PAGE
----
Firstly, go through each room of the house looking for potential issues. It’s challenging to look at the same rooms you see every day and see them differently, but that’s exactly what you need to do. If you have a carer, you could ask for their help with this.
Key things to consider:
- Items you’ll need to access that are out of reach
- Anything likely to fall at an inopportune moment
- Anything you’re likely to bump into in the dark
- Get rid of rugs. The edges can be a tripping hazard, and any time the rug bunches up they become a serious hazard.
- Anything you might trip over or must step over.
- It is important to have a clear path to move around your house. That will probably mean having to re-arrange the furniture in your home to move more items against the wall, out of the way or get rid of them entirely.
Add more lighting.
The better you can see what’s around you, the more you reduce the risk of running into things or tripping over something. Add lighting low on the wall anywhere in the home where there’s a step or something you could risk tripping over or running into.
Re-organize your cupboards/drawers for better accessibility.
Anytime you try to get on a chair or stepladder to reach something, you’re putting yourself at unnecessary risk. Tackle all the cabinets in your kitchen, bathroom, and anywhere else in your house to move anything currently out of reach somewhere lower. Close cupboards doors to avoid
Dangers of the bathroom.
Buy a safety seat or transfer bench for the bath. This may straddle the bath and will allow an elderly guest to sit on one side and slide over to the other. Bath chairs are also available for people who are unsteady on their feet. Buy a lightweight seat that’s easy to move.
If your bathroom doesn’t have grab bars, you can buy an easy-to-install adjustable bar that clamps to the edge of the bath. It’s never a good idea to grab hold of a towel rail or a soap dish as they are not designed to hold a person’s weight.
Non-slip bathmats are really important. It’s a good idea to avoid oily bath products and let the soap suds go down before moving out of the shower. Replace taps with ones that are easy to turn on and off. Install inexpensive anti-scalding devices or adjust the thermostat on your water heater. If there is a lock on the bathroom door, you may want to remove this so that others can get into the bathroom easily if you fall.
Use plug-in night lights in each bedroom, in hallways and in bathrooms to provide a clear path for late-night bathroom visits. Put a night light in the kitchen too.
Position lamps near your bed. Leave torches with fresh batteries on bedside tables to provide extra light.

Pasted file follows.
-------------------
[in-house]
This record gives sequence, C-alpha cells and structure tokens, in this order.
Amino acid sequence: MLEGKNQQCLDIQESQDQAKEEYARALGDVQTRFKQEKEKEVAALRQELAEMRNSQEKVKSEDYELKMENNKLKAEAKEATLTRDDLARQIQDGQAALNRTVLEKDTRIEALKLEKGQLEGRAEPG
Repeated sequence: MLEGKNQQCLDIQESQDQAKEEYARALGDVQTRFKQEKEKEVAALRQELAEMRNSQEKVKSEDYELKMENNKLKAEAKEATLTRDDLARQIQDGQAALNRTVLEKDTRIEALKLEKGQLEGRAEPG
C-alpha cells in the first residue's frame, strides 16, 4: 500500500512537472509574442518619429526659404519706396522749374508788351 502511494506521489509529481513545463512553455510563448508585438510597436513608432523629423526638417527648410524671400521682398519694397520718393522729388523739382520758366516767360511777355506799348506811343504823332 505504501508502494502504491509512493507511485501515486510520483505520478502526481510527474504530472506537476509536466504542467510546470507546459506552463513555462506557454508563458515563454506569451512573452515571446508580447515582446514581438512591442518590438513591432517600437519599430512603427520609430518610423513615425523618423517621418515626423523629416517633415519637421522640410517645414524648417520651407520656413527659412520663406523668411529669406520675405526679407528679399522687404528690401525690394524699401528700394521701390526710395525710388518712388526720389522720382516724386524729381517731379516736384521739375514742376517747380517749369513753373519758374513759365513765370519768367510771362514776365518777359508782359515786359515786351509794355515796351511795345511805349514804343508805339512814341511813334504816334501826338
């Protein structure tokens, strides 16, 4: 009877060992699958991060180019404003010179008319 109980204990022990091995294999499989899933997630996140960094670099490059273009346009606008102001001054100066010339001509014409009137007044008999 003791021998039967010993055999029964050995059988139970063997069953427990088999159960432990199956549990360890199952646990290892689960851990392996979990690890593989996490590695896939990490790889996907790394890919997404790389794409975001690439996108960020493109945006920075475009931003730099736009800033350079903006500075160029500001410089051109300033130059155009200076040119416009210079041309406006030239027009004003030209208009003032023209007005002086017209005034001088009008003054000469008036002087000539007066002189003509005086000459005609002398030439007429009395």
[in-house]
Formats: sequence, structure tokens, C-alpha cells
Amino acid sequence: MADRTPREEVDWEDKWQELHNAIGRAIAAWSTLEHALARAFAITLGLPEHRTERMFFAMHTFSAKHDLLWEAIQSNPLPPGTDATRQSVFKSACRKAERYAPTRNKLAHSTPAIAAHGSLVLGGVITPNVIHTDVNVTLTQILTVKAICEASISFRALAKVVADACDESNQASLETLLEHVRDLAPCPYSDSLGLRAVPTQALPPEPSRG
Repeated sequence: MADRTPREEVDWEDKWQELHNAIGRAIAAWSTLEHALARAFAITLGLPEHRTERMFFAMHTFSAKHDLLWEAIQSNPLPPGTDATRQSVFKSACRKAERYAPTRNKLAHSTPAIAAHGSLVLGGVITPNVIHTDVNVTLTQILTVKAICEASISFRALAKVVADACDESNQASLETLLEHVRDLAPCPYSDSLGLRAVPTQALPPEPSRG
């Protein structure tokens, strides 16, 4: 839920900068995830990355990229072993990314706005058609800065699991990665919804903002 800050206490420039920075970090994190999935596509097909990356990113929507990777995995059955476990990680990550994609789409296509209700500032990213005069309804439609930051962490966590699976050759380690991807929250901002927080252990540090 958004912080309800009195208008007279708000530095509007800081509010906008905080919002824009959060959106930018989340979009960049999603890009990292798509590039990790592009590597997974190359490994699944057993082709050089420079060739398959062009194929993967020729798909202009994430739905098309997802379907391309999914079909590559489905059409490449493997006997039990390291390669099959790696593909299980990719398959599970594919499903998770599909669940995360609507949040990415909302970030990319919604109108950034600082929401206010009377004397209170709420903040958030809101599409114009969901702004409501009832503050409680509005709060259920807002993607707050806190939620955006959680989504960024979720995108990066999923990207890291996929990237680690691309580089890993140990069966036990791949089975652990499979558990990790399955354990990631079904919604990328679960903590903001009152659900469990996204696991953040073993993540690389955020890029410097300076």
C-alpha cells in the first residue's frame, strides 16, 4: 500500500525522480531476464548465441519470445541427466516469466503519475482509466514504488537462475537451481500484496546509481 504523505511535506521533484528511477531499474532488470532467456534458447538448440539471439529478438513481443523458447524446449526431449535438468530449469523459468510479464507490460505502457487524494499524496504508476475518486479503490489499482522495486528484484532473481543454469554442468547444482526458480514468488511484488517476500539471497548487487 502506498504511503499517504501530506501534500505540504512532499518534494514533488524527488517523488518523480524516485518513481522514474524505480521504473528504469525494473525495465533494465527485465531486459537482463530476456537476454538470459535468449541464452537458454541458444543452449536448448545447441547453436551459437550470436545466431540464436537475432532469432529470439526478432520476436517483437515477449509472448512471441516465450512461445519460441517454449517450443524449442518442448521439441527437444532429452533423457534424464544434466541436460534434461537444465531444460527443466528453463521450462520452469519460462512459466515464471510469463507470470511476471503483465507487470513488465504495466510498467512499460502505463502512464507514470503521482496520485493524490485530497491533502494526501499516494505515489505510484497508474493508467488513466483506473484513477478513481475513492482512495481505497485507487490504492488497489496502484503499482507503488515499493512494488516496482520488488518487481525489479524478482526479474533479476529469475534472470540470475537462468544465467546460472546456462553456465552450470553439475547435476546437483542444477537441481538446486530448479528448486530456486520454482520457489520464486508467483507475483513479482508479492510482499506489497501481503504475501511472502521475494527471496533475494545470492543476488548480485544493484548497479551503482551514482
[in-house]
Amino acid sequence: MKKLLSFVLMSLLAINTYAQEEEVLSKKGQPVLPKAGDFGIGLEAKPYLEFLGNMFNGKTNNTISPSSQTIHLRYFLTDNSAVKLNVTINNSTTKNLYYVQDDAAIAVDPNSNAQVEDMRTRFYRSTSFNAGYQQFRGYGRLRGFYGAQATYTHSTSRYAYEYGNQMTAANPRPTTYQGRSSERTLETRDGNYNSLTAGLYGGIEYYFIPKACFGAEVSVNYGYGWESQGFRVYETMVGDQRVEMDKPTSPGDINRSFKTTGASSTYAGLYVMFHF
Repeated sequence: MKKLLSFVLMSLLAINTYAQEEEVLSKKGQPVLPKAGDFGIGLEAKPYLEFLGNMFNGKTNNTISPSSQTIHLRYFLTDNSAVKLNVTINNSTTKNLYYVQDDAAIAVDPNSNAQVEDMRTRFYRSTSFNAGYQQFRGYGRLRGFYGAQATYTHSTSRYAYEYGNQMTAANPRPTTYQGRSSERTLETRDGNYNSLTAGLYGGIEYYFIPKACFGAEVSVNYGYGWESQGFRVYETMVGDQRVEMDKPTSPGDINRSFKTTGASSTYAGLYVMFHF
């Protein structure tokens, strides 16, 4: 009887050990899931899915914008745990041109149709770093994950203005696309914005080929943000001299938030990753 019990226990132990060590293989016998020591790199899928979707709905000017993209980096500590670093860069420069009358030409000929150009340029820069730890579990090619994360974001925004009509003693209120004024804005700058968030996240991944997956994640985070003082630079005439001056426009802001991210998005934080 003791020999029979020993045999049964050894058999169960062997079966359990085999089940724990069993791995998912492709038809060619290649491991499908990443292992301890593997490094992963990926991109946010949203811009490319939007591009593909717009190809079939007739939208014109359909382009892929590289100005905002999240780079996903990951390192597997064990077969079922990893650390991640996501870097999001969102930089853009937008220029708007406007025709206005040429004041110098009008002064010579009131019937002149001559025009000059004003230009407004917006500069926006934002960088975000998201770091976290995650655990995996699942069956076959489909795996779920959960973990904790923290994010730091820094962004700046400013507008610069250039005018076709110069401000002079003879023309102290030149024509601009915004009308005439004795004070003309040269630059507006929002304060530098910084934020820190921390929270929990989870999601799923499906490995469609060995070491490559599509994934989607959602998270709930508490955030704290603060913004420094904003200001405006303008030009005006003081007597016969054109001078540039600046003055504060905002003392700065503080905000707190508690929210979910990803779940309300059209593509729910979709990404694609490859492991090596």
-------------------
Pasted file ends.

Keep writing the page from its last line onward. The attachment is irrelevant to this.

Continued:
Arrange furniture to create clear, easy-to-navigate paths throughout rooms. Put items that are low to the ground, such as magazine racks and coffee tables, out of the line of traffic to help prevent falls or bumping injuries.
Become a minimalist – Remove clutter, electrical cords, pet toys.
Clutter for those with dementia is very confusing and hard to process. Becoming a minimalist and removing mirrors and busy wallpaper makes life easier. Use double-sided tape or non-stick carpet mesh to keep rugs in place. Loose rugs and runners are a major cause of falls and should be removed ideally. Replace door handles with ones that are easy to use. Move small and low furniture
If the carpet on the stairs has become threadbare, consider installing non-slip rubber stair treads for better footing.
Pets, especially pets which are getting on themselves, can present a hazard as people can trip over them. Move beds to where they won’t be tripped over and make sure pets are contained at night.
What extra help can I get?
In the last few years, there has been significant innovation in technology to support older and vulnerable people to live independently at home. (See our article ‘How Technology can help you to live at home independently’). You may also find it valuable to consult an Occupational Therapist (OT) or a Home Improvement agency (also known as Care & Repair or Staying Put scheme). OTs are experienced professionals who can support you in finding the most appropriate equipment and can advise you on how you might best adapt your home to be able to carry out everyday activities. Waiting lists for referrals can be long but your GP or District nurse should be able to advise.